If you care about your financial well-being, you’ve likely already begun to teach your children the basics of personal finance.
You may have taught them the value of a dollar by paying them to mow the lawn. Or, maybe you’ve shown them the power of compound interest by helping them deposit their allowance into a savings account. These are important lessons—instilling financial literacy at an early age helps set your child up for financial success.
Despite these lessons, however, there might be one thing that you’ve left off the table: credit.
All too often, parents fail to teach their children the ins and outs of credit. This can leave children with harmful misconceptions (“It’s free money!”) and bad habits (late or missed payments down the road).
It’s important that you help your child understand that credit is a valuable tool when used responsibly. By teaching them the basics of credit cards, credit reports, and loans, you’ll give them the knowledge and confidence they need to build up healthy credit for years to come.
It’s easy to understand why many kids grow up thinking credit cards are magical pieces of plastic that give unlimited access to free money.
When children see you pay for things with cash, they understand that an equal exchange is taking place: that meal (or pair of shoes, or new TV) is worth the amount of money you’ve handed over.
When you use a credit card, however, the visible “money” aspect is removed from the equation. By simply swiping a piece of plastic through the reader, you get to take home a brand-new item. No money involved at all!
As adults, we know it doesn’t really work like that. But without an explanation of how Mom or Dad could pay for something with that plastic card, it’s understandable that a child wouldn’t make the connection between a credit card and a dollar bill.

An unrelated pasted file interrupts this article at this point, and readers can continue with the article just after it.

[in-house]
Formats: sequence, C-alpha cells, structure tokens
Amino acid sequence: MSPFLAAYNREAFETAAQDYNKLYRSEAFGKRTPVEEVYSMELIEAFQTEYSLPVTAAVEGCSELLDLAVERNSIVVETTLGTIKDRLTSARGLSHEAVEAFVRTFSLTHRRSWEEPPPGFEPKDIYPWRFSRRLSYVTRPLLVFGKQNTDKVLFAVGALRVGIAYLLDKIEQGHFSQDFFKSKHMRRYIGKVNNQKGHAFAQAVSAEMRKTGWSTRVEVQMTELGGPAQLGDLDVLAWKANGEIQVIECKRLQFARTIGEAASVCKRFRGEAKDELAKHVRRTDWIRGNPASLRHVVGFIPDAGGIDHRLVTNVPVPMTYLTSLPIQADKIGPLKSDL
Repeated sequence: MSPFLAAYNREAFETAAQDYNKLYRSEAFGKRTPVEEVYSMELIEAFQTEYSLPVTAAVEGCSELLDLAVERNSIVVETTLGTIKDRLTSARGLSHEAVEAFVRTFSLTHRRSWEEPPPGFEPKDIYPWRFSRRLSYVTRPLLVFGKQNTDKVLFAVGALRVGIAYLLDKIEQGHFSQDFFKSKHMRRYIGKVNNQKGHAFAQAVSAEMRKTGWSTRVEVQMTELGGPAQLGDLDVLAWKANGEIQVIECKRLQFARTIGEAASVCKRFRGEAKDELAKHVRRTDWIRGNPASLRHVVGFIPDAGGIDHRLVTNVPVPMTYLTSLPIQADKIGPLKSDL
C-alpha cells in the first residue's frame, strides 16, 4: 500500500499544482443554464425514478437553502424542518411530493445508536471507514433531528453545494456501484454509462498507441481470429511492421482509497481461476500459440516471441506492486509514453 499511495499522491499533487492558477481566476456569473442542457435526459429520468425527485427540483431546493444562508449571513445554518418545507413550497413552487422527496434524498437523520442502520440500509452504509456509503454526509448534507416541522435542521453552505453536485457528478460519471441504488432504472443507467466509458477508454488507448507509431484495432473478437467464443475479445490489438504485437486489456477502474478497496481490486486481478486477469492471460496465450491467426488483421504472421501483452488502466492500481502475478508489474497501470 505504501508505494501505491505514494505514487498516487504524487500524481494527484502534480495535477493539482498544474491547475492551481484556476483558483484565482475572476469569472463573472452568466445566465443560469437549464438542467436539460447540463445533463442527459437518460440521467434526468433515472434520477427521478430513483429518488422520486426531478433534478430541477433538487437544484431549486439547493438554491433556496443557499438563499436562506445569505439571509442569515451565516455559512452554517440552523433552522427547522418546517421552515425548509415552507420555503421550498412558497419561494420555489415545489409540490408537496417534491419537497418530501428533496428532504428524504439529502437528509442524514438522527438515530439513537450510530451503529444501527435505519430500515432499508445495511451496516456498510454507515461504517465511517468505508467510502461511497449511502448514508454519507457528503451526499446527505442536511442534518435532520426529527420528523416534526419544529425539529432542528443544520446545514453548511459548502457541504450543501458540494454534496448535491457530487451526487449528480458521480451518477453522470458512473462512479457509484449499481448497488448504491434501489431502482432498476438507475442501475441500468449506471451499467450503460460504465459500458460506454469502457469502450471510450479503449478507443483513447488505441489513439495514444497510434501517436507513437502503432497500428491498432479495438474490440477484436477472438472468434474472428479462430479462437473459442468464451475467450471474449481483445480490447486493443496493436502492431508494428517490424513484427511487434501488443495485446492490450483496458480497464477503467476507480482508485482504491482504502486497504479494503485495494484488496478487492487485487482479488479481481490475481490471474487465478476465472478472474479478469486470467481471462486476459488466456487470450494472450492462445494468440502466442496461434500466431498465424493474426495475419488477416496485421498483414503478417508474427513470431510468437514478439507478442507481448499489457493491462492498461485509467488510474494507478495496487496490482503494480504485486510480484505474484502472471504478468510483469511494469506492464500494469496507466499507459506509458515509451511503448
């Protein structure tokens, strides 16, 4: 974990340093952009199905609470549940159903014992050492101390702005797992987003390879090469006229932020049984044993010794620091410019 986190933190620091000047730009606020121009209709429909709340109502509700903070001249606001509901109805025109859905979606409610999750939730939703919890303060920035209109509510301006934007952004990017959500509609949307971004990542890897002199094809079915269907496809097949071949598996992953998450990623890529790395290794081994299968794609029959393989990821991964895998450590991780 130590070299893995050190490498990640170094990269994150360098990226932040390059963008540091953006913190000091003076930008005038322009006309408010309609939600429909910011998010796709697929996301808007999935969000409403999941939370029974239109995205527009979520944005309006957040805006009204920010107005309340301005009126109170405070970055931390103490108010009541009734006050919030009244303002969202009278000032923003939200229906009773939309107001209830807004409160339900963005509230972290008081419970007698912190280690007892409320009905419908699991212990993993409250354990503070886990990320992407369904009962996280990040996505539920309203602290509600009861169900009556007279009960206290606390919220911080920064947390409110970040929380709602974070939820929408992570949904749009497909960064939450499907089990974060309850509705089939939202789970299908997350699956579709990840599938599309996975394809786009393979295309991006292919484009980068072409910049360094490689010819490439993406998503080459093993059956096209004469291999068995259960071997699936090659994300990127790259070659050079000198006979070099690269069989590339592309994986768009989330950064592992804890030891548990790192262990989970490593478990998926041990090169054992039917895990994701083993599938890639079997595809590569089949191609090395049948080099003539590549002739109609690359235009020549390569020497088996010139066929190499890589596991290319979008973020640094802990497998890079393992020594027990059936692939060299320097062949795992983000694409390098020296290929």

Once your child has shown interest in that “magical” plastic card (or even before then—if you want to be proactive!), explain to them that by using a credit card, you’re borrowing money from your bank. While you’re not paying with your money at that moment, you know that you’ll be paying the bank back for the full cost of the purchase in the near future (as long as you’re using your credit card responsibly).
Reinforce the idea that the bank has agreed to lend you a certain amount of money over and over again (that’s the magic of revolving credit!), as long as you pay them back what you’ve borrowed after each purchase or at the end of each month. If you don’t pay back all the money you’ve spent, you have to pay interest—and the longer you wait, the more interest you’ll owe.
It’s also important that you explain the difference between debit cards and credit cards. Because they’re nearly identical, your child may have grown up thinking you used your credit card for every purchase. Explaining to them that a debit card is different (you’re using money right from your own account, rather than borrowing it to cover each purchase) is a key differentiator.
“Finance speak” can be confusing—especially for young children. The best way to ensure that your child remains open to learning about money and credit is to explain things in a way they can understand.